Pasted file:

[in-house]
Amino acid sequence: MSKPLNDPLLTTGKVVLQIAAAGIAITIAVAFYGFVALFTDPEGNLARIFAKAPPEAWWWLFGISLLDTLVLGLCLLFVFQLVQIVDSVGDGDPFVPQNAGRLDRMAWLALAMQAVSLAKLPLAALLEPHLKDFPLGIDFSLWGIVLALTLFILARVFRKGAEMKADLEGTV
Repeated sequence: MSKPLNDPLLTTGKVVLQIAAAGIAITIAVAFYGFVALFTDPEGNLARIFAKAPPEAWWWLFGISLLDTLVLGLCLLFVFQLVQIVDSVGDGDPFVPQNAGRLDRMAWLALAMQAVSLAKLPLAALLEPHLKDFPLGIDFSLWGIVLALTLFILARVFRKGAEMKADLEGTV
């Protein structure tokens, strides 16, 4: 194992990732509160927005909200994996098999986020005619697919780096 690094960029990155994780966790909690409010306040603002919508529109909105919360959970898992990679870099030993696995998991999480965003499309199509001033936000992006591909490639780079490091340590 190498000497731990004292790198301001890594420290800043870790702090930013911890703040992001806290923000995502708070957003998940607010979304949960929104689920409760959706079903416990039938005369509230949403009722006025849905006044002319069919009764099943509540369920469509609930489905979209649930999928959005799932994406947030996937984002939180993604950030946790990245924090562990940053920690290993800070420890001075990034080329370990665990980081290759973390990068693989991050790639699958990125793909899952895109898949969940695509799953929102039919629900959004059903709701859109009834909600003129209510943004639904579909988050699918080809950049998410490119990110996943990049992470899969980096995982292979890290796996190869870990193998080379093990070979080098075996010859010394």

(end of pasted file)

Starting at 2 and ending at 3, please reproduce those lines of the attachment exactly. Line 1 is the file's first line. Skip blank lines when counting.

Amino acid sequence: MSKPLNDPLLTTGKVVLQIAAAGIAITIAVAFYGFVALFTDPEGNLARIFAKAPPEAWWWLFGISLLDTLVLGLCLLFVFQLVQIVDSVGDGDPFVPQNAGRLDRMAWLALAMQAVSLAKLPLAALLEPHLKDFPLGIDFSLWGIVLALTLFILARVFRKGAEMKADLEGTV
Repeated sequence: MSKPLNDPLLTTGKVVLQIAAAGIAITIAVAFYGFVALFTDPEGNLARIFAKAPPEAWWWLFGISLLDTLVLGLCLLFVFQLVQIVDSVGDGDPFVPQNAGRLDRMAWLALAMQAVSLAKLPLAALLEPHLKDFPLGIDFSLWGIVLALTLFILARVFRKGAEMKADLEGTV